Apparently these more action-packed scenes were added in after Leonard had done his bit for the picture! It’s funny, for most of the movie you see Stick put a punching or a kicking on the bad guys, then taking away their guns and tossing the firearms away! He appeared to be one of that special brand of action hero, The Guy Who Doesn’t Like Guns! As one of those myself, I always applaud this approach! But then, for the climax of the picture, Stick finds himself a machine gun and rat-a-tat-tats many a henchman into an early grave, ha ha! And after the movie stiffed theatrically, Universal Pictures clearly wanted to emphasize the popgun action, as you can see from their video box cover!
The movie’s not such a good one, though! It’s not just the eleventh-hour tampering; pretty much the whole movie seems like something Michael Mann might have made after accidentally swallowing a bottle of barbiturates! There are a few high points, and one of them is the creepy albino henchman played by stunt maestro Dar Robinson! He’s a nasty piece of work, but actually he takes a lot more punishment in the picture than he doles out! Burt puts a pretty sound punching on him, and then, in an amazing stunt that I wish had been filmed better (though it’s still pretty good), he falls off a high-rise balcony, firing his gun all the way down! Ha ha, thud!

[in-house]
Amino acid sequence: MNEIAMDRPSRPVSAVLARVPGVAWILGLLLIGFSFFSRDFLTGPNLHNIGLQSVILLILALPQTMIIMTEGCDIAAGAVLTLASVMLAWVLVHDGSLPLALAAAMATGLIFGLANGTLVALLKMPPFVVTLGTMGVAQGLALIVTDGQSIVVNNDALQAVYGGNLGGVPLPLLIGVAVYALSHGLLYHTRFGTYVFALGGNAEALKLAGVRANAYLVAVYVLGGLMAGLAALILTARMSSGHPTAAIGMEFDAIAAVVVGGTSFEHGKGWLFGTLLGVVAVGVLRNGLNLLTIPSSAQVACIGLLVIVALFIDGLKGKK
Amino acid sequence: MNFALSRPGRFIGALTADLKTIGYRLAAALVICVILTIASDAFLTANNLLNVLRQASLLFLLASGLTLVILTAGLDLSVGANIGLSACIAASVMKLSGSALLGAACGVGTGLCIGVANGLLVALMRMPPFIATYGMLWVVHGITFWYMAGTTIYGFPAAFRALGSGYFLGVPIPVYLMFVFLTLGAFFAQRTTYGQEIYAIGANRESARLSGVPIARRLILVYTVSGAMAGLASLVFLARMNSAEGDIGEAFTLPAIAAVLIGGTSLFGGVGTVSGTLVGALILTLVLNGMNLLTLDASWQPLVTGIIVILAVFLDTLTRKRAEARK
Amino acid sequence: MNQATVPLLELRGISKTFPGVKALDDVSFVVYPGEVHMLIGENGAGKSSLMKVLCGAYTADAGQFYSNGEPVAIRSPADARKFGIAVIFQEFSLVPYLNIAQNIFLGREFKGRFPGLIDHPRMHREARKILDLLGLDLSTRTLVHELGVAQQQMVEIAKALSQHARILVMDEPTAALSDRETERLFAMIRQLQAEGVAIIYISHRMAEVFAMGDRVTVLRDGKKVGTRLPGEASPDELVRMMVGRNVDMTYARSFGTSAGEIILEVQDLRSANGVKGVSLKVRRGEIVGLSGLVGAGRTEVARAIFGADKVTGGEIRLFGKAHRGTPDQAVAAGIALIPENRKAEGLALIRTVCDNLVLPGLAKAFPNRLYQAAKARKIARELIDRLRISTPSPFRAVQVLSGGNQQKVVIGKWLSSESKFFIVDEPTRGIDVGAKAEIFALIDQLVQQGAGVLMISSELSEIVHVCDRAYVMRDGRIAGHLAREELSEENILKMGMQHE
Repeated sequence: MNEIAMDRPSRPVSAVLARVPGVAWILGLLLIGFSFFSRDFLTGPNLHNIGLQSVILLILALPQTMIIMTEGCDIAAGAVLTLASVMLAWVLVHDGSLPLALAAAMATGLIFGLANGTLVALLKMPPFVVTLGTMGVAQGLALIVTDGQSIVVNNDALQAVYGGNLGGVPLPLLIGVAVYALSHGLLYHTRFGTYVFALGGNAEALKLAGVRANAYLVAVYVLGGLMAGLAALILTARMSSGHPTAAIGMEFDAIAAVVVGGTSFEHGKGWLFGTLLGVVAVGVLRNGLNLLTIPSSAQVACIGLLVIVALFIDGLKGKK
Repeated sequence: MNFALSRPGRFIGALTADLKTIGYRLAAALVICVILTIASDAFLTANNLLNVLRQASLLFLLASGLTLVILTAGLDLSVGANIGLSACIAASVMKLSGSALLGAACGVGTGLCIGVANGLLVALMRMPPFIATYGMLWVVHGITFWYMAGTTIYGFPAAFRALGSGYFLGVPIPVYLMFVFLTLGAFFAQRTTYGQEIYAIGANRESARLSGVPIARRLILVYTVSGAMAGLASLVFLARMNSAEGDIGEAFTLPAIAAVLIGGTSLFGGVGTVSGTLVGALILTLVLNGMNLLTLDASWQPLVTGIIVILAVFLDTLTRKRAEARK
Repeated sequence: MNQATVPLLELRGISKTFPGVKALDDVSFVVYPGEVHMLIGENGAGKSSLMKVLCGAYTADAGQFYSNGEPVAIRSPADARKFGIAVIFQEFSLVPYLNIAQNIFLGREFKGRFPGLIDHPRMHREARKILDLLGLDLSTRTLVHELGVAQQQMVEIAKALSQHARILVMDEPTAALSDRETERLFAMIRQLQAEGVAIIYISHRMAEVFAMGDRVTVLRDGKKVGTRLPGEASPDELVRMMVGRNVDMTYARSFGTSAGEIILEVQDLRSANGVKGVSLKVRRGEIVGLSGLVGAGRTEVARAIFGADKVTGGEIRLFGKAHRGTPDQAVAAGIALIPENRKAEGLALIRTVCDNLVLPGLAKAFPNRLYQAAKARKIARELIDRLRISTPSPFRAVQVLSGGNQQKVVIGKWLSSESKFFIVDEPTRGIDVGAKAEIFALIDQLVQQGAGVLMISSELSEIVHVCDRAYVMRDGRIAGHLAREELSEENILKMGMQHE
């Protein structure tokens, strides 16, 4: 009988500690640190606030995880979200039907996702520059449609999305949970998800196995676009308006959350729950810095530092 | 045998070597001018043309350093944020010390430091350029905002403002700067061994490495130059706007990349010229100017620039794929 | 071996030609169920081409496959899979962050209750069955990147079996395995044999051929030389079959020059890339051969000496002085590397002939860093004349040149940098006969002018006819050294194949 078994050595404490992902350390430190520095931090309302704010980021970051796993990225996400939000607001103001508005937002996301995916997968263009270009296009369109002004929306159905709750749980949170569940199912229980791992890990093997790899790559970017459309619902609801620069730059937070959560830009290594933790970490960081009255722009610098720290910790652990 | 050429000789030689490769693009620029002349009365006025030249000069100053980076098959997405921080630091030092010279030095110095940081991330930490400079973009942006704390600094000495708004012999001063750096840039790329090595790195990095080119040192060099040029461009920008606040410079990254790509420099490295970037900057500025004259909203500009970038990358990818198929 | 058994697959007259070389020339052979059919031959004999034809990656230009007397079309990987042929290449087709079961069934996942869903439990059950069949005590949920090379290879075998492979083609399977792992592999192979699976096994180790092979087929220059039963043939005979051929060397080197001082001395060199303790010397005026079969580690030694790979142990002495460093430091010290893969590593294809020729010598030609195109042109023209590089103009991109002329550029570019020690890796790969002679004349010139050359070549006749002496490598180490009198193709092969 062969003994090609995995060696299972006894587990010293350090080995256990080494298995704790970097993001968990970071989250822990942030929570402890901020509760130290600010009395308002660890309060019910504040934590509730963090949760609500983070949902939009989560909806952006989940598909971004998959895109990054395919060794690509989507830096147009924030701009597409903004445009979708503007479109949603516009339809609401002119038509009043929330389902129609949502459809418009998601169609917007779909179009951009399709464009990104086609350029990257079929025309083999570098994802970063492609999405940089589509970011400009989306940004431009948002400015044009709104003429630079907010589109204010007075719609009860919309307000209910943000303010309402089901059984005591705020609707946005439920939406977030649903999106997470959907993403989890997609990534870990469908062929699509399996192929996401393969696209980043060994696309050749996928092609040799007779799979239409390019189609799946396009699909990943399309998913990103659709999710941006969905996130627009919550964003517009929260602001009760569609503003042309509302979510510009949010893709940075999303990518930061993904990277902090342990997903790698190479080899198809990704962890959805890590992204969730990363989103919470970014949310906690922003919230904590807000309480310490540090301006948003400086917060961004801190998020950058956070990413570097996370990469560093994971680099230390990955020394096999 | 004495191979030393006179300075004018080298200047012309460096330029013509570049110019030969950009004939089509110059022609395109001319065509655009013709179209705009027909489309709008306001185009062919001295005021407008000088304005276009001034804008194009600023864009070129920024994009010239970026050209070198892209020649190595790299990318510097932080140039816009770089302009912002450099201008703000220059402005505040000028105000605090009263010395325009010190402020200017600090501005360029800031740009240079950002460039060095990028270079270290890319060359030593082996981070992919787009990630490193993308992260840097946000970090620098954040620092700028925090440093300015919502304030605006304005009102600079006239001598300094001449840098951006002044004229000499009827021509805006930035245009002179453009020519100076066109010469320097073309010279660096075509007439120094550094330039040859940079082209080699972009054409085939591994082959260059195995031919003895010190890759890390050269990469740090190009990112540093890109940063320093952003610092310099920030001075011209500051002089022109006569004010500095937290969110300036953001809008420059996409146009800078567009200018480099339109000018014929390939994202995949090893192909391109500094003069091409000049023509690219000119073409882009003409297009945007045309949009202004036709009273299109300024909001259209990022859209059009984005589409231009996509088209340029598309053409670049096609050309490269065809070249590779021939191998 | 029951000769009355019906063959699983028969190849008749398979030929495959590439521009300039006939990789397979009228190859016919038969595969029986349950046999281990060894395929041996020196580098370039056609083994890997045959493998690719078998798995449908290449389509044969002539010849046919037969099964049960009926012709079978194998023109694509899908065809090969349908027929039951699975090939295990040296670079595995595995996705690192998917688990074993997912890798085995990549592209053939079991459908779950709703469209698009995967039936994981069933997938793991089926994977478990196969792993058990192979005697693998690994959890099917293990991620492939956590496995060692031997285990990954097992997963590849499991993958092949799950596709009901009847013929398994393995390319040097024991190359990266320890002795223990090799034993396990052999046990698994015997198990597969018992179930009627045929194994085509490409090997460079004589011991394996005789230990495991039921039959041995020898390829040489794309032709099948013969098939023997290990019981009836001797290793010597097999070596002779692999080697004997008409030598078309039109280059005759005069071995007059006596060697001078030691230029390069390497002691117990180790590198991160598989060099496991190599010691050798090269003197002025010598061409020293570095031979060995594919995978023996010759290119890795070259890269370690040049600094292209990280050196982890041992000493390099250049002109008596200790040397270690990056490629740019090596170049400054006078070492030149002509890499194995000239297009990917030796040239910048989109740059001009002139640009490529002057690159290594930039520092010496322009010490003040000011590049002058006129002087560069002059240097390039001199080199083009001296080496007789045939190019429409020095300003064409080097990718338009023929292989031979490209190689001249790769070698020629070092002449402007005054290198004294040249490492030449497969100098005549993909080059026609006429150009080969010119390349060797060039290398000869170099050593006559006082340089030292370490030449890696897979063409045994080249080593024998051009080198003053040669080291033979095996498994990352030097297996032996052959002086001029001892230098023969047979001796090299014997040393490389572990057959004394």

There’s a pretty weird cast! Charles Durning dons a clown wig to play some sort of drugs ganglord, who in the book is an entirely different sort of character! Then there’s a supposedly scarier drugs ganglord who must have been found at Central Casting, Hispanic Division! George Segal appears as The World’s Most Obnoxious Man! And then we see Candace Bergen, the boringest actress in Hollywood, as Stick’s new girlfriend!
Burt directed this one himself, and he pulls off a decidedly workmanlike job! “Workmanlike” might have been coined specifically to describe his work here, in fact! His hairline changes from shot to shot and scene to scene, and he obviously had a pretty good time instructing actresses to ogle him as though he were the greatest thing they’d ever seen! In the end, the picture is so thouroughly 1980s that it’s hard to truly dislike it, and I’m going to give Stick two angry stinging scorpions!